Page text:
By Wendy Williams
THEY snuck into Spain on a low-cost airline and slunk around Granada like most normal tourists.
And, best of all, they made a point of eating in a string of local restaurants, and trying the best of Andalucian cuisine.
After a morning’s sightseeing – and a visit to the cashpoint – British Prime Minister David Cameron and wife Samantha lunched in celebrated Albaicin restaurant El Huerto de Juan Ranas, which sits opposite the Mirador de San Nicolas.
But there was no fanfare to mark their arrival.
Restaurant owner María Angustias del Castillo told the Olive Press: “They didn’t book a table, but just half an hour before they came their security guards warned us of their arrival.”
She revealed, that they had had ‘porra Antequerana’ for a starter and alpujarreño – a typical Granada fry up – as a main, all washed down with a glass of red wine for David and a rose for Samantha.
She added that the pair were friendly and attempted to speak Spanish. She said: “For dessert they asked for tiramisu.
“The couple were quiet and just enjoyed the wonderful views from here of the Alhambra.”
The Olive Press investigates the origins of Porra, a dish, which stands proudly aside from gazpacho and salmorejo, and offers a recipe…
A short history of Porra
Hailing from the Malaga town that bears its name – the starter dish of porra Antequerana can now be found across the province.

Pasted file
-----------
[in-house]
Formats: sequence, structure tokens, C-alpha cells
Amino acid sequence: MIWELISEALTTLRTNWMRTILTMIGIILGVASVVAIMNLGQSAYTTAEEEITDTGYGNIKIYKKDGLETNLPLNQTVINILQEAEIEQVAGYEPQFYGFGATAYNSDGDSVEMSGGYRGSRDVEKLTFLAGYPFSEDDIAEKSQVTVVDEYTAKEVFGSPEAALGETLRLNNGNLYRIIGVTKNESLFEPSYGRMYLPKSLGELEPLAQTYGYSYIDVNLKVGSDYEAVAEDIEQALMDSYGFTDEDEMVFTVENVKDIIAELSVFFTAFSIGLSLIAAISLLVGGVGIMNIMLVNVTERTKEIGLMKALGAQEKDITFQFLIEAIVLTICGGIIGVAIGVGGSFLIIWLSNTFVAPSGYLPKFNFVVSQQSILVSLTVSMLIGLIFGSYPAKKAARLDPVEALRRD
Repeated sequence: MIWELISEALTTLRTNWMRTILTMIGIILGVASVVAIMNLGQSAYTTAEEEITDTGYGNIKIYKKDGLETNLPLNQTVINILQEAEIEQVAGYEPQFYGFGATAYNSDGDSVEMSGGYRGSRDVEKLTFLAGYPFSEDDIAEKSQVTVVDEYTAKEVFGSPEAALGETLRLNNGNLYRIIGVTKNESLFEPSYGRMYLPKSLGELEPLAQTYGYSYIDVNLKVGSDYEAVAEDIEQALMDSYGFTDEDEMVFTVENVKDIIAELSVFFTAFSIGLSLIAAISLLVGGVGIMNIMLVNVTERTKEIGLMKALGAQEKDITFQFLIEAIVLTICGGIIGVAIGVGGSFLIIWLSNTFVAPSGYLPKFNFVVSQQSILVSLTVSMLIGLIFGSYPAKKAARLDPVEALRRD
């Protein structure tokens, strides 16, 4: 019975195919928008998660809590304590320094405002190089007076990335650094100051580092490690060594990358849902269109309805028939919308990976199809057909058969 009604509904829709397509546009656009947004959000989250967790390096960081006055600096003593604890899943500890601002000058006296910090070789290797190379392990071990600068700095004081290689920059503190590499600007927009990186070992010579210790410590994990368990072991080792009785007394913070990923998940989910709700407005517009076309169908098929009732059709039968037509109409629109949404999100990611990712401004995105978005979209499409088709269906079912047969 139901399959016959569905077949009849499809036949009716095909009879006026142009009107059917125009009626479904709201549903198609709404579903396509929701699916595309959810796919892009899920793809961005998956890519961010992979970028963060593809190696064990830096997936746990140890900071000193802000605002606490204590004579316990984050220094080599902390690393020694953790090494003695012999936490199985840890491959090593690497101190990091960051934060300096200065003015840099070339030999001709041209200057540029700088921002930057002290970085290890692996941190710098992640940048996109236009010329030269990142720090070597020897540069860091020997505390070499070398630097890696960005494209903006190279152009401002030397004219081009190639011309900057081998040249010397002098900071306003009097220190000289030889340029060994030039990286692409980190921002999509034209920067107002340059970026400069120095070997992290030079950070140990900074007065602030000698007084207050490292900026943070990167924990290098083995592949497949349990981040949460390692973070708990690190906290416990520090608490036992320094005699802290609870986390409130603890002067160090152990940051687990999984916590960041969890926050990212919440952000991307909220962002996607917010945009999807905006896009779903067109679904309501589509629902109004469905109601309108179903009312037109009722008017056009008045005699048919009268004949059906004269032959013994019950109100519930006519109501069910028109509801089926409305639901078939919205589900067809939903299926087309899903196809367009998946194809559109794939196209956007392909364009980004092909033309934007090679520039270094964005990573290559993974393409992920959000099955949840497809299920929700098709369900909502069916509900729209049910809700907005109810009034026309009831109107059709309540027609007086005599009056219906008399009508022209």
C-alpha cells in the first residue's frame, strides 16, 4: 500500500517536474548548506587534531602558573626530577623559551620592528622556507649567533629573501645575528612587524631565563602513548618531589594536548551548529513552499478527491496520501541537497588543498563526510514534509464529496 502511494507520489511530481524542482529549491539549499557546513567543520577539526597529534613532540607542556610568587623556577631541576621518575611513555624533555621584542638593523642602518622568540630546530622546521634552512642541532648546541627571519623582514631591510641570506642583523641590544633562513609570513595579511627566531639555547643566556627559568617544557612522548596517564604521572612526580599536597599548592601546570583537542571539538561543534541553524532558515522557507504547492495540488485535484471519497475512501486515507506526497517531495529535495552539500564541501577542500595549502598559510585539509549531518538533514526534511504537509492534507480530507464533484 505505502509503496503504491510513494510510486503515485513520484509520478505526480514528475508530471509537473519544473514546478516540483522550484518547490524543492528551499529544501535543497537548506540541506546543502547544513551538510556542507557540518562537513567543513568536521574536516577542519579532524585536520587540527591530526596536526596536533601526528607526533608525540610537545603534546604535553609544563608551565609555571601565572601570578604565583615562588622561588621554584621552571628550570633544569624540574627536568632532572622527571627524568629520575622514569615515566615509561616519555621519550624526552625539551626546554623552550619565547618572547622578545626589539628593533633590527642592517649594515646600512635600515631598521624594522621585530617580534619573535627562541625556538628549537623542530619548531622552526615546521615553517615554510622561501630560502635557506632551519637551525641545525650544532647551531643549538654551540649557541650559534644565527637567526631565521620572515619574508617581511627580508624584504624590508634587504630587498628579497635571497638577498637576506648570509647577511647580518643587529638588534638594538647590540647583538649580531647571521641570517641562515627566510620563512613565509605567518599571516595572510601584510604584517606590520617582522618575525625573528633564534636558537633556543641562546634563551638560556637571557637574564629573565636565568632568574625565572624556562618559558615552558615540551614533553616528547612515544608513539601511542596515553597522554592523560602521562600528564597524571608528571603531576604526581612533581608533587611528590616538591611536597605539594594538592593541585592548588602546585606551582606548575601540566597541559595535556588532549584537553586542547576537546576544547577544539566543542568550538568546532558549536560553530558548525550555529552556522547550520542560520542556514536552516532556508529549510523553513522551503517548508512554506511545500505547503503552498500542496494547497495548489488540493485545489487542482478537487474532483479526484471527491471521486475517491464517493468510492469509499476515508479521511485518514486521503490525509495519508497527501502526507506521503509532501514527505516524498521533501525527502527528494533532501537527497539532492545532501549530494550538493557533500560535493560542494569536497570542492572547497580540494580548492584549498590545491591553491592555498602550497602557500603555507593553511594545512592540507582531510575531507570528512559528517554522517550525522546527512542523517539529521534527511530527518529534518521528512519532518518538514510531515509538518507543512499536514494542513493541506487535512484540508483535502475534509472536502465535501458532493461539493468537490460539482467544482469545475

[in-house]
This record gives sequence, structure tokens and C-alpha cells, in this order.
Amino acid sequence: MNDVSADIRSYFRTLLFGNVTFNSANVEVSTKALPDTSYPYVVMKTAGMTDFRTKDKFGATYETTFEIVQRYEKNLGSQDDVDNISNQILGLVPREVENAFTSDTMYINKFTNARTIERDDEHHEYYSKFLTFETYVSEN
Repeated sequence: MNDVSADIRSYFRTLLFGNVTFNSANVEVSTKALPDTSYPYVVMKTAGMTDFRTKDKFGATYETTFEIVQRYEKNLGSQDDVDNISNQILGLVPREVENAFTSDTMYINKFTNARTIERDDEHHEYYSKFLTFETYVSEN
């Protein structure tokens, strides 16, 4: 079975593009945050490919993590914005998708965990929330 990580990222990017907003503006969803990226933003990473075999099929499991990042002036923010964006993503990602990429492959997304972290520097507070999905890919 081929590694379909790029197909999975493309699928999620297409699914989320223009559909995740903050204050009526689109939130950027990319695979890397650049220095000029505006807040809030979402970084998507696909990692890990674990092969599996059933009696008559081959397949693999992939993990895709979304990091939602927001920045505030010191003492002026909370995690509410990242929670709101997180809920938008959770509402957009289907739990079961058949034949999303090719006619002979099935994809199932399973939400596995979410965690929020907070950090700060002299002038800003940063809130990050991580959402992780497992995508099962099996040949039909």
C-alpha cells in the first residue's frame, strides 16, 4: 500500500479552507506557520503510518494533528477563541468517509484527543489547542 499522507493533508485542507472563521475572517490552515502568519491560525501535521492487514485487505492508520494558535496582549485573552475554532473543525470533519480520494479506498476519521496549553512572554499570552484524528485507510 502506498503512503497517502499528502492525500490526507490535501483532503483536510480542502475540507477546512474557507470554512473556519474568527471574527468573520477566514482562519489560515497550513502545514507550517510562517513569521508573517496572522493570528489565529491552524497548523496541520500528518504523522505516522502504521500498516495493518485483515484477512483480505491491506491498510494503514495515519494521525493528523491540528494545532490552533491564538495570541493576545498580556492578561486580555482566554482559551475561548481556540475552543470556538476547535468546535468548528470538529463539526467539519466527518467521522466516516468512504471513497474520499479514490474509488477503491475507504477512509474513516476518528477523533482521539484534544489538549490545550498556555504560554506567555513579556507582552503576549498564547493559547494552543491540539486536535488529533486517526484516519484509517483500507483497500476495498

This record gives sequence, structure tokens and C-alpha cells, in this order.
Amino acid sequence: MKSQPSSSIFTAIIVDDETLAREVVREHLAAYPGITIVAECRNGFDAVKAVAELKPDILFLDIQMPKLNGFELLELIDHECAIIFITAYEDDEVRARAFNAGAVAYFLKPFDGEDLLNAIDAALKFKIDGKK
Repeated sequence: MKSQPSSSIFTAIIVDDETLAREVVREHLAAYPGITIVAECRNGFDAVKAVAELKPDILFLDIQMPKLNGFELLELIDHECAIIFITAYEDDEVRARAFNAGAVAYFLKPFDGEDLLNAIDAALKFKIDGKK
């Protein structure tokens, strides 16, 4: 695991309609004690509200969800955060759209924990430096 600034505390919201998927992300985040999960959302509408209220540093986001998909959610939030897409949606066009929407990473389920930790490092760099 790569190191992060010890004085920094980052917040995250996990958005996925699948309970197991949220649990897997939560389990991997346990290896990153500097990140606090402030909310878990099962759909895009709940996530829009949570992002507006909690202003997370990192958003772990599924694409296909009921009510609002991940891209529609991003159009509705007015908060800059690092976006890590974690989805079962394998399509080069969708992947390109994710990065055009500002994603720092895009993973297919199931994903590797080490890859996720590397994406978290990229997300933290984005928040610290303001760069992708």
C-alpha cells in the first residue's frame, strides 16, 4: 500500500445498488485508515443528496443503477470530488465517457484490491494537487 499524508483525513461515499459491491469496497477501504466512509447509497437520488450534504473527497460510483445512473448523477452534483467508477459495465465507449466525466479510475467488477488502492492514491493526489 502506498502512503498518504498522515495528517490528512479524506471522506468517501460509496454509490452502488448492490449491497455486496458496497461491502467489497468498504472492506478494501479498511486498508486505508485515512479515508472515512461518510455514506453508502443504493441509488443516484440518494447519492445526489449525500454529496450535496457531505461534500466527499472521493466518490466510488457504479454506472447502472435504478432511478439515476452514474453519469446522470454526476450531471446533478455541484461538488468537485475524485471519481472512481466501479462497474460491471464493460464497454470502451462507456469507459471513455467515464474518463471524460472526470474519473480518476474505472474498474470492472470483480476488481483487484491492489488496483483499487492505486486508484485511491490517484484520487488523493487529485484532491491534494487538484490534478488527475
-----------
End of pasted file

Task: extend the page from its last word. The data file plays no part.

Similar to the iconic Andalucian dish of gazpacho, it is also very similar to the Cordoba dish known as salmorejo.
Slightly thicker than your average gazpacho it is more of a dip than a soup, and is often served as tapas or starter, accompanied with bread (despite having bread as a key ingredient).
The origins of the dish are believed to date back to the Roman period, although as tomatoes only arrived in Spain from the Americas at the start of the 16th century the original dish wasn’t red.
Nor, in fact was it cold, given the lack of refrigerators in the Middle Ages.
It was effectively a means by which peasants could make a meal using old bread, olive oil or vegetables, as well as bits of ham, hard-boiled eggs and other ingredients they had to hand that were then puréed using a mortar and pestle.
Over the years this evolved into a delicious cold soup.
But there are many variations, even around Antequera, with some recipes adding ingredients, in particular, adding tuna on the top.
How to put together a Porra
THE only thing to remember when making a porra is, regardless of what other ingredients you add, you must ensure the proportion of bread, tomatoes and oil are the same as in the standard recipe.
And whatever else you choose to leave out, do make sure you include some garlic even if it is only one clove.
So if you fancy making this refreshing yet filling local dish ideal for a summer’s day then here’s how…
250g stale bread made into breadcrumbs
4 cloves of garlic
125 ml extra virgin olive oil
1 tsp paprika
250g ripe tomatoes, skinned (or use tinned tomatoes)
4 tsp wine or sherry vinegar or lemon juice
Pinch of salt
2 hard boiled eggs
100g Serrano ham
1. Soak the breadcrumbs in water for a few minutes. If using tinned tomatoes, the juice is excellent for soaking.
2. Squeeze the breadcrumbs to extract as much liquid from them as you can and put them in a blender with the garlic. Blend for a few seconds to ensure that the garlic is finely chopped. (If you are feeling more traditional it is possible to mash the ingredients by hand).
3. Add the oil, paprika, tomatoes and vinegar or lemon juice. Blend thoroughly until the mixture is smooth and thick. Add salt to taste and chill briefly.
4. Meanwhile, chop the ham (quite finely) and egg (into smallish pieces).
5. Pour the porra mixture in small bowls and place the ham and eggs on top of it. Don’t mix them in.